Pulling a guest speaker from Notre Dame High School in Belmont has left former and current students feeling upset, while the administration says the decision was made to protect the school’s relationship with the gay activist who an online publication had criticized for working with the Catholic school.
It all started when “California Catholic Daily” posted an item taking issue with Catholic schools that host Gregg Cassin, a guest speaker of the school who lectured for the Women in Relationships course for the junior class yearly for more than 20 years about self-acceptance. The website took issue with Cassin’s work outside the classroom, as an activist for LGBT rights.
Cassin was scheduled to talk to the four religious studies classes in March but, because he has a new work schedule, could only come for one of two days scheduled. The online post came out between Cassin’s appearance in March and this week. Over Easter break, Notre Dame teacher Barbara Sequeira arranged for Cassin to come back to the school Tuesday to make up for the missed day, which Head of School Maryann Osmond didn’t find out about until Monday. Given the publicity, she felt the best thing to do for the present time was to hold off on having him back again until next year while things settled down.
“I made the decision on Monday that it would best to wait for things to die down with the whole controversy,” said Osmond, who became head of school in February after serving as an interim for the position. “It was my intention to protect my relationship with Gregg and to make sure I could continue the relationship. … I realize that my reasons for the decision could be misinterpreted.”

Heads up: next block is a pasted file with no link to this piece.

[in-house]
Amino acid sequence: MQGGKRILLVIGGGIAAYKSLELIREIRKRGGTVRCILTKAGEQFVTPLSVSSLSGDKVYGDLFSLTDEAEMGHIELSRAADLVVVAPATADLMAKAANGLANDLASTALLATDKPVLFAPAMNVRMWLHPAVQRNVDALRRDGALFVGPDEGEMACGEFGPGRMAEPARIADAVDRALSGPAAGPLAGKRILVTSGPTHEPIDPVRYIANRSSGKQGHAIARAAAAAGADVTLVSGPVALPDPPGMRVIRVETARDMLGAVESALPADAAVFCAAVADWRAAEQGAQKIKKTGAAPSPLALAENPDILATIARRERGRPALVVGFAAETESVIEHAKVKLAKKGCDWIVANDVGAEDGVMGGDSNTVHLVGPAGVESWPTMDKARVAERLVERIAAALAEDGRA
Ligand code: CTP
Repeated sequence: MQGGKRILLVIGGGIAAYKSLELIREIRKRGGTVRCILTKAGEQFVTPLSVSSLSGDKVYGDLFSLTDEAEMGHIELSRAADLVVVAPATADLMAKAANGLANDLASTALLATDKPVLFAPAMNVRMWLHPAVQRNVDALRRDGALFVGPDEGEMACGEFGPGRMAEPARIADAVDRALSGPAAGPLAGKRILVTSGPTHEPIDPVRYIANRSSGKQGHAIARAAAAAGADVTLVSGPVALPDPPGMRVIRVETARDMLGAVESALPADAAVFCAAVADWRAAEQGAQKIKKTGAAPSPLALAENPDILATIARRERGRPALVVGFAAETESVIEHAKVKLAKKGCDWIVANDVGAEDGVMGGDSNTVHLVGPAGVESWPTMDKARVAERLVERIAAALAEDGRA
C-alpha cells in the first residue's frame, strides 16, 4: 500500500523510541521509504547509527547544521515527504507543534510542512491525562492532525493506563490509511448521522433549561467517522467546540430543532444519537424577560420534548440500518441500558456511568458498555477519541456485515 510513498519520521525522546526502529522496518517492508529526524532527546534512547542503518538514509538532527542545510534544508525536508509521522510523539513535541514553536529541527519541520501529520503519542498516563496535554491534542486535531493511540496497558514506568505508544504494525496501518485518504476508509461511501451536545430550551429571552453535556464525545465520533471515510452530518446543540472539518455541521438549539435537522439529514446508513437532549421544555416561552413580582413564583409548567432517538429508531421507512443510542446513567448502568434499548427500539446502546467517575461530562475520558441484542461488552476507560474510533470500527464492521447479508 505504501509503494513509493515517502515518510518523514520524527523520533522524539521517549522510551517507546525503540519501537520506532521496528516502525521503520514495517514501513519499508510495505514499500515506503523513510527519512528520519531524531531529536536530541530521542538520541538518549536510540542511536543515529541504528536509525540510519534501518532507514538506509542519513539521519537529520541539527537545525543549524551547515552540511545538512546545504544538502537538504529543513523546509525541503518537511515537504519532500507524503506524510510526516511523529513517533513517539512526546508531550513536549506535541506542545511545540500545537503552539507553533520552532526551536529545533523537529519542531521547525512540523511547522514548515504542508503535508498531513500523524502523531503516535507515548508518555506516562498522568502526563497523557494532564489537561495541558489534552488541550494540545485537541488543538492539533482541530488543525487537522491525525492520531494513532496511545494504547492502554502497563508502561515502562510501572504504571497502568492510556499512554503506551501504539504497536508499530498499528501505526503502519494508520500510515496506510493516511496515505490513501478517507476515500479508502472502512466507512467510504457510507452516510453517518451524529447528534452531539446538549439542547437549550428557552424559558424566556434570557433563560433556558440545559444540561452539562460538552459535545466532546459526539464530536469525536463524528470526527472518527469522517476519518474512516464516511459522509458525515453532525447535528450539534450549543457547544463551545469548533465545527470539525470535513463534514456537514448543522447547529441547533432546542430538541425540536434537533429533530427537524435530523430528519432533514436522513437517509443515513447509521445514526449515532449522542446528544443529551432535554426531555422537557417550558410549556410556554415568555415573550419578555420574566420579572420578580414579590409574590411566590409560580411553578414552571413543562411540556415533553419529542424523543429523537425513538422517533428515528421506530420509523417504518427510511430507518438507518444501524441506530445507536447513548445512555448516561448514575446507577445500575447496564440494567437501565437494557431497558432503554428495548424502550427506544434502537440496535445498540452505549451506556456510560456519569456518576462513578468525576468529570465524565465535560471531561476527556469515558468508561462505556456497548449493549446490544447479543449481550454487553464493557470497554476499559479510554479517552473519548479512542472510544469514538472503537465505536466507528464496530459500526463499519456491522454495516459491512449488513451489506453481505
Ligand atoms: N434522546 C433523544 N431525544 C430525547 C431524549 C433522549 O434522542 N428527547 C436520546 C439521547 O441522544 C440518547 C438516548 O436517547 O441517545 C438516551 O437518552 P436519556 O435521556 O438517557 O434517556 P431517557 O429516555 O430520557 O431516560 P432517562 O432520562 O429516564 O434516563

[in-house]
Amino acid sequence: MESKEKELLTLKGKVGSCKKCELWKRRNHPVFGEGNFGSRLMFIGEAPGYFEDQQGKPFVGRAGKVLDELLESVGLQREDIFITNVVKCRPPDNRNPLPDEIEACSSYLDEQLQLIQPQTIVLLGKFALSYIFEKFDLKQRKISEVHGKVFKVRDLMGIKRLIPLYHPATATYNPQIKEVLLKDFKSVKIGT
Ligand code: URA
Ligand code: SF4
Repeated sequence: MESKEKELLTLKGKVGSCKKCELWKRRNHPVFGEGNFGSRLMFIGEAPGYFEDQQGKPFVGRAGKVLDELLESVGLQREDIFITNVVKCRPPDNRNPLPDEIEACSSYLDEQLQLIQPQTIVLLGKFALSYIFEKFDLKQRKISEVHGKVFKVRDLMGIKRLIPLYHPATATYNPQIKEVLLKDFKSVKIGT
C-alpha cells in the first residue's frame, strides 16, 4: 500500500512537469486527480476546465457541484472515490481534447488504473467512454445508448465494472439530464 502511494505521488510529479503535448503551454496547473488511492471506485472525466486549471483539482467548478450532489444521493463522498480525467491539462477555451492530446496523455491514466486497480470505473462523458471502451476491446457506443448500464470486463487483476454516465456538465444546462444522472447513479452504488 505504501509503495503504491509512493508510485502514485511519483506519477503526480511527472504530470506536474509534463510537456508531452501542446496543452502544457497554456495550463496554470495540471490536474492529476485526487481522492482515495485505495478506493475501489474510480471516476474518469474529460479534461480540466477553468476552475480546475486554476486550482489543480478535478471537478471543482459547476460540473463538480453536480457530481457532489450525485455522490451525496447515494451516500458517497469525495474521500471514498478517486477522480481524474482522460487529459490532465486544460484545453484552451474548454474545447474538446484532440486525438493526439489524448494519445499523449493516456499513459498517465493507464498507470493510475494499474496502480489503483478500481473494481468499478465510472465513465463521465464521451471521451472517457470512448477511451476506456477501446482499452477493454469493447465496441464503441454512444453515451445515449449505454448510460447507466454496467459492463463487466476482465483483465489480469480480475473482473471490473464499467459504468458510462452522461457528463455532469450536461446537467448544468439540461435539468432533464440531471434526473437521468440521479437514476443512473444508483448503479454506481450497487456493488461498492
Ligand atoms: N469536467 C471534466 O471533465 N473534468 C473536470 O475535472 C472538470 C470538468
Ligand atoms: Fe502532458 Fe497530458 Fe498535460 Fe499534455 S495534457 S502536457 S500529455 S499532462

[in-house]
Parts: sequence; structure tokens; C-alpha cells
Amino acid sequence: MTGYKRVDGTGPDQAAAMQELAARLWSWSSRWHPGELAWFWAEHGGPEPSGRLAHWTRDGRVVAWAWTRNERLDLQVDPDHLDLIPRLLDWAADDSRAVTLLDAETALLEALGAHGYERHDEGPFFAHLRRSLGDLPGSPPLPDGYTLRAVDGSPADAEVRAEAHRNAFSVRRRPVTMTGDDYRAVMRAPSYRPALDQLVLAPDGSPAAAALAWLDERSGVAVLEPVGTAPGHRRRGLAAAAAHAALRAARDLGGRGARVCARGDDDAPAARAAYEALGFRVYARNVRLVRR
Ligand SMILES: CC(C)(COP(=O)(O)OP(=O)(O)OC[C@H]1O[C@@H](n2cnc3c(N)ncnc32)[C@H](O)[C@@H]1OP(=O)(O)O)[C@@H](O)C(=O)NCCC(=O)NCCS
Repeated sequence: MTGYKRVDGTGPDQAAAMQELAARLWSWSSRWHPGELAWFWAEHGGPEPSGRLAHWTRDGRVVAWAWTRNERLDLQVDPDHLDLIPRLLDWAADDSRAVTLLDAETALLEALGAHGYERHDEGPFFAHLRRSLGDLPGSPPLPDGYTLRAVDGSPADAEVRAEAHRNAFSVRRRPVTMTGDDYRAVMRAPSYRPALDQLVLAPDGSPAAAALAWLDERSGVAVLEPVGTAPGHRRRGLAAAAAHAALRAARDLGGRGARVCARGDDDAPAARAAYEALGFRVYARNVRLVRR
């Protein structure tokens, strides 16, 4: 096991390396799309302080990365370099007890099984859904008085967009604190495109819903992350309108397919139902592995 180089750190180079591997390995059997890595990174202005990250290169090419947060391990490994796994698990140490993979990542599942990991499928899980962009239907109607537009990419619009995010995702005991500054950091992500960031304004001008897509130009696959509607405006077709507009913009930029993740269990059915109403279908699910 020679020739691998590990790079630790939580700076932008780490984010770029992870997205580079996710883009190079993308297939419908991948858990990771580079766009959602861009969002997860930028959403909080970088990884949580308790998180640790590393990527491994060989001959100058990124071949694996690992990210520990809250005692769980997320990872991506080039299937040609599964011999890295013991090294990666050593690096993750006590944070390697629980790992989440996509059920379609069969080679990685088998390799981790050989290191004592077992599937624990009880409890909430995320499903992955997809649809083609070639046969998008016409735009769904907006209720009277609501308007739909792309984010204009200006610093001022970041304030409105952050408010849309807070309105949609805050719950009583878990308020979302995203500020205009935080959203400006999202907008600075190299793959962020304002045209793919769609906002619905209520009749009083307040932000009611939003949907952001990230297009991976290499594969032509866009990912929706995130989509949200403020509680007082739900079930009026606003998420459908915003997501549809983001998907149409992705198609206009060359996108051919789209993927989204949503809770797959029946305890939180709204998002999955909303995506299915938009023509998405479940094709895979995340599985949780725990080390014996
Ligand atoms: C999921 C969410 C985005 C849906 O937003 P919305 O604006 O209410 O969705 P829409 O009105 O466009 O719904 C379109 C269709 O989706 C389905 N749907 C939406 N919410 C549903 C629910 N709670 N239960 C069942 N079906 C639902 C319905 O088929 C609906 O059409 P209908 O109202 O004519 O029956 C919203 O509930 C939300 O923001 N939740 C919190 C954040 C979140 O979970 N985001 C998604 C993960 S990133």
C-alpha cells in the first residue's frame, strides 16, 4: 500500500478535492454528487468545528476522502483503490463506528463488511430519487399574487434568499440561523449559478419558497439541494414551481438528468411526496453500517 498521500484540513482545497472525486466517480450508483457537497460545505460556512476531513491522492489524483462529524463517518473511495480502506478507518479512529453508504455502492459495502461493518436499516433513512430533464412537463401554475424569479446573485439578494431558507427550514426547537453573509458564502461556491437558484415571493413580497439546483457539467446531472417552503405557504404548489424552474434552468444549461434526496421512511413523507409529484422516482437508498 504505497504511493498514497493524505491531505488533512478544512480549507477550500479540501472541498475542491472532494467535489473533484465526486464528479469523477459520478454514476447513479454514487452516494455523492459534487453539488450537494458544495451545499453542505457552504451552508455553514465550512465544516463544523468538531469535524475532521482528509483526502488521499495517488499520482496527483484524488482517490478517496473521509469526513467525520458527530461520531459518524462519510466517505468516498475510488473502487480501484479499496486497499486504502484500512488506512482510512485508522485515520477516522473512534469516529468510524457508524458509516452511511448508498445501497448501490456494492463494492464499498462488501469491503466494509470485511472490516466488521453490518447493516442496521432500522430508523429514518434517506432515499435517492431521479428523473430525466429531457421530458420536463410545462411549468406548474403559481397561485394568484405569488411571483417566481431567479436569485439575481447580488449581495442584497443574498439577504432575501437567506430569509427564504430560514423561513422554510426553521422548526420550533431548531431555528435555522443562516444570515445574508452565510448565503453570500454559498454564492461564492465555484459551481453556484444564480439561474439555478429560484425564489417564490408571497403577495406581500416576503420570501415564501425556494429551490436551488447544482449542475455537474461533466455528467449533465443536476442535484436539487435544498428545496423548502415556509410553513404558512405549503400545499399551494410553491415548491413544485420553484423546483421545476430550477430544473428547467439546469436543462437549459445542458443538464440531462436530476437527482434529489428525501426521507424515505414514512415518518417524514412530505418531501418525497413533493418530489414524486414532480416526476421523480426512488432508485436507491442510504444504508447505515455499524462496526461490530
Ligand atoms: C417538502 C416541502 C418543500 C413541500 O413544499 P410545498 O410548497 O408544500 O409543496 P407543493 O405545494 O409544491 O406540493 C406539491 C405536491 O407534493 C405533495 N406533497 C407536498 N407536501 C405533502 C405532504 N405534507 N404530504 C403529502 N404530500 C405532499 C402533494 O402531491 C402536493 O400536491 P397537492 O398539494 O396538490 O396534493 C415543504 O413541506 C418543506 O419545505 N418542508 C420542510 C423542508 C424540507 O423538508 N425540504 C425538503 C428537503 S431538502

Meanwhile, alumnae of the school quickly created a Facebook page dedicated to supporting Cassin called “NDB Women Respond” and has nearly 2,400 members. Current students are also expressing their concerns about Cassin’s removal. One alumna showing support for Cassin is Lauren Williamson, now a student at University of Colorado at Boulder, who said there’s been a lot of overwhelming support for Cassin, whose message to the girls was one of love and self-acceptance. She believes Notre Dame’s decision was unfortunate.
“Notre Dame should have supported Gregg — that’s what we’ve always been taught to do,” she said. “Gregg never taught anything against Catholic teaching. … I think an apology would definitely be good for Gregg and the best thing for the school would be for Gregg to be back.”
But Osmond said her intentions were good ones, her mistake was in how she communicated the decision to Cassin, she said. She asked Sequeira to tell Cassin about the cancellation of Tuesday’s speech rather than doing so herself. Since, Osmond said she has been in communication with him by email and is hoping they can get together and talk. She would be interested in having him back this year if schedules align before the end of the school year in May, she said.
“It’s been a challenging time, but it’s a really good opportunity for us and it’s a really important conversation,” she said. “Gregg is a really valued member of this community. He has made a profound difference in the lives of our graduates and current students. It’s an important topic about inclusion and tolerance.”
Cassin said he would like to meet with Osmond and is hopeful the situation will be resolved.